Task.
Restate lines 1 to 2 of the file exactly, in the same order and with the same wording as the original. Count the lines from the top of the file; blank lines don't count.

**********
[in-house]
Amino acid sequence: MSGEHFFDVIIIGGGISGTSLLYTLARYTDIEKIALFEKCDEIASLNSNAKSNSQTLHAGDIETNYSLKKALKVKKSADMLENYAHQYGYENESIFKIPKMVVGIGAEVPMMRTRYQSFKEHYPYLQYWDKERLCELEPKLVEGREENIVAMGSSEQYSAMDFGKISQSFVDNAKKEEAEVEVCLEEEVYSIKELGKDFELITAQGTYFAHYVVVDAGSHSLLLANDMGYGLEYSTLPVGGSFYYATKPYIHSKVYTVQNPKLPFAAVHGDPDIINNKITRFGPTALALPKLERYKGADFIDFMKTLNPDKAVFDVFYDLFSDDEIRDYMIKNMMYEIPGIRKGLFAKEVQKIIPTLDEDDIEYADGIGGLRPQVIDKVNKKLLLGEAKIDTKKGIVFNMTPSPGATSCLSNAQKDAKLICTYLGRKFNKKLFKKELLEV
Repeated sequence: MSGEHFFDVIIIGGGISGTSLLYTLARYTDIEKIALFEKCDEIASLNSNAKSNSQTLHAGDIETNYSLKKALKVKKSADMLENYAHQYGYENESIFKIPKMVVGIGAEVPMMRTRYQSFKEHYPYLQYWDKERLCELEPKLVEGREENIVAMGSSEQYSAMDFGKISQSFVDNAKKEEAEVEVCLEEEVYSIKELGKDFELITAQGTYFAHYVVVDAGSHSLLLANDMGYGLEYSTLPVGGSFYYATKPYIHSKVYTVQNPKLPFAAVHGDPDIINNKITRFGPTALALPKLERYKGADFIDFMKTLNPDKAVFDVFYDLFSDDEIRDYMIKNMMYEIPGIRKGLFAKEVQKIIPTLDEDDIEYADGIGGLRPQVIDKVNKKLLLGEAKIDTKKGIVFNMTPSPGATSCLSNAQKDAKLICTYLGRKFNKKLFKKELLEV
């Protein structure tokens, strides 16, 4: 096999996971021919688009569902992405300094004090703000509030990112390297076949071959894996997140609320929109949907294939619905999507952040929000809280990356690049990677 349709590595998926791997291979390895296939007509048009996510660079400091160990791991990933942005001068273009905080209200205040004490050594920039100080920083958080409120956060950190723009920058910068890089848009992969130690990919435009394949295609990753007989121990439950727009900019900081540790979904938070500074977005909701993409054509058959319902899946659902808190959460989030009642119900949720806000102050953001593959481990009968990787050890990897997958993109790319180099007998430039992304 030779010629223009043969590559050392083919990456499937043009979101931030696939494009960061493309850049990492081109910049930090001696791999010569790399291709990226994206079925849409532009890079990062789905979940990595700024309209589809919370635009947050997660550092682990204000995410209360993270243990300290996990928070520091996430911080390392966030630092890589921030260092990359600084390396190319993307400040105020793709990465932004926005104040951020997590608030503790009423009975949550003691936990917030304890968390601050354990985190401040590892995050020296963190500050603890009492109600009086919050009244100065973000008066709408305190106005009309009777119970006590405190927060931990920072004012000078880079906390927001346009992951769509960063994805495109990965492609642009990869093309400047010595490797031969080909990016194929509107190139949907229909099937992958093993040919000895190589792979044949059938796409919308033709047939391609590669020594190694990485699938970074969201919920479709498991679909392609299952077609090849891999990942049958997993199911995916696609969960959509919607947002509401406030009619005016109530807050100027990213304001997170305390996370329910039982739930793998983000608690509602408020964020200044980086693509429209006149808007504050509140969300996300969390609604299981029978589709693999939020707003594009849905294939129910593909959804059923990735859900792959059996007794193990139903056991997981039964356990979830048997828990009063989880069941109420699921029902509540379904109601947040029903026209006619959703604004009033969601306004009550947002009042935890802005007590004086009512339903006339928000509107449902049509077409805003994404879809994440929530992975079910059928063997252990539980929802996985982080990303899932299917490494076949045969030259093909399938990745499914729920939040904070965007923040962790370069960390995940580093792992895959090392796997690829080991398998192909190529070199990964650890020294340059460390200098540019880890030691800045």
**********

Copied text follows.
[in-house]
Amino acid sequence: MSGEHFFDVIIIGGGISGTSLLYTLARYTDIEKIALFEKCDEIASLNSNAKSNSQTLHAGDIETNYSLKKALKVKKSADMLENYAHQYGYENESIFKIPKMVVGIGAEVPMMRTRYQSFKEHYPYLQYWDKERLCELEPKLVEGREENIVAMGSSEQYSAMDFGKISQSFVDNAKKEEAEVEVCLEEEVYSIKELGKDFELITAQGTYFAHYVVVDAGSHSLLLANDMGYGLEYSTLPVGGSFYYATKPYIHSKVYTVQNPKLPFAAVHGDPDIINNKITRFGPTALALPKLERYKGADFIDFMKTLNPDKAVFDVFYDLFSDDEIRDYMIKNMMYEIPGIRKGLFAKEVQKIIPTLDEDDIEYADGIGGLRPQVIDKVNKKLLLGEAKIDTKKGIVFNMTPSPGATSCLSNAQKDAKLICTYLGRKFNKKLFKKELLEV